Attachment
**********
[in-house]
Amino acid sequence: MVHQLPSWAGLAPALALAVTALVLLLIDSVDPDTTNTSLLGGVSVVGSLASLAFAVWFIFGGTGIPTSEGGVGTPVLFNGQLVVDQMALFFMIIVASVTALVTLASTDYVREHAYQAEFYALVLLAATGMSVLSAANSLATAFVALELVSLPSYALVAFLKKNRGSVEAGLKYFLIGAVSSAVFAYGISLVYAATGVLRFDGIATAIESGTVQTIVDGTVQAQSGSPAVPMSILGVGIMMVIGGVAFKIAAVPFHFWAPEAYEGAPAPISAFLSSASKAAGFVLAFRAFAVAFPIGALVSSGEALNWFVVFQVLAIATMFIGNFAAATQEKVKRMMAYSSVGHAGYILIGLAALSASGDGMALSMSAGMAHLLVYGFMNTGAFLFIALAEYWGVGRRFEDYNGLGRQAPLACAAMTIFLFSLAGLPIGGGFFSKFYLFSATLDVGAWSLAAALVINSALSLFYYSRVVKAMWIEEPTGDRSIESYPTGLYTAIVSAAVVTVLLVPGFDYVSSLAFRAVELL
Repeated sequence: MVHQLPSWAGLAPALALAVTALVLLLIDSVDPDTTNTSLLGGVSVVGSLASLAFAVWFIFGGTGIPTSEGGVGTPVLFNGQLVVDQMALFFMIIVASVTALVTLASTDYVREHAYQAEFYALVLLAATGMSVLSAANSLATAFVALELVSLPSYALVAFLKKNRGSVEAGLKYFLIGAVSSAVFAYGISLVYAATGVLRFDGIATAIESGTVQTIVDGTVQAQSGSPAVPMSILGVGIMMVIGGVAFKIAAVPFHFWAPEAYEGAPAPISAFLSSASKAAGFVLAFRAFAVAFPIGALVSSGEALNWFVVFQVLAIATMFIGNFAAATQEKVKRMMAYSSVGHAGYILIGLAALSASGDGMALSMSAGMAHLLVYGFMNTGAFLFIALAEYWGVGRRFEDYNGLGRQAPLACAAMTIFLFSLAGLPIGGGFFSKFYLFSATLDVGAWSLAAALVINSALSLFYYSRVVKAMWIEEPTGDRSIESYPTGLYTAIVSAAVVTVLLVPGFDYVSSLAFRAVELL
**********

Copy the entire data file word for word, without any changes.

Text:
[in-house]
Amino acid sequence: MVHQLPSWAGLAPALALAVTALVLLLIDSVDPDTTNTSLLGGVSVVGSLASLAFAVWFIFGGTGIPTSEGGVGTPVLFNGQLVVDQMALFFMIIVASVTALVTLASTDYVREHAYQAEFYALVLLAATGMSVLSAANSLATAFVALELVSLPSYALVAFLKKNRGSVEAGLKYFLIGAVSSAVFAYGISLVYAATGVLRFDGIATAIESGTVQTIVDGTVQAQSGSPAVPMSILGVGIMMVIGGVAFKIAAVPFHFWAPEAYEGAPAPISAFLSSASKAAGFVLAFRAFAVAFPIGALVSSGEALNWFVVFQVLAIATMFIGNFAAATQEKVKRMMAYSSVGHAGYILIGLAALSASGDGMALSMSAGMAHLLVYGFMNTGAFLFIALAEYWGVGRRFEDYNGLGRQAPLACAAMTIFLFSLAGLPIGGGFFSKFYLFSATLDVGAWSLAAALVINSALSLFYYSRVVKAMWIEEPTGDRSIESYPTGLYTAIVSAAVVTVLLVPGFDYVSSLAFRAVELL
Repeated sequence: MVHQLPSWAGLAPALALAVTALVLLLIDSVDPDTTNTSLLGGVSVVGSLASLAFAVWFIFGGTGIPTSEGGVGTPVLFNGQLVVDQMALFFMIIVASVTALVTLASTDYVREHAYQAEFYALVLLAATGMSVLSAANSLATAFVALELVSLPSYALVAFLKKNRGSVEAGLKYFLIGAVSSAVFAYGISLVYAATGVLRFDGIATAIESGTVQTIVDGTVQAQSGSPAVPMSILGVGIMMVIGGVAFKIAAVPFHFWAPEAYEGAPAPISAFLSSASKAAGFVLAFRAFAVAFPIGALVSSGEALNWFVVFQVLAIATMFIGNFAAATQEKVKRMMAYSSVGHAGYILIGLAALSASGDGMALSMSAGMAHLLVYGFMNTGAFLFIALAEYWGVGRRFEDYNGLGRQAPLACAAMTIFLFSLAGLPIGGGFFSKFYLFSATLDVGAWSLAAALVINSALSLFYYSRVVKAMWIEEPTGDRSIESYPTGLYTAIVSAAVVTVLLVPGFDYVSSLAFRAVELL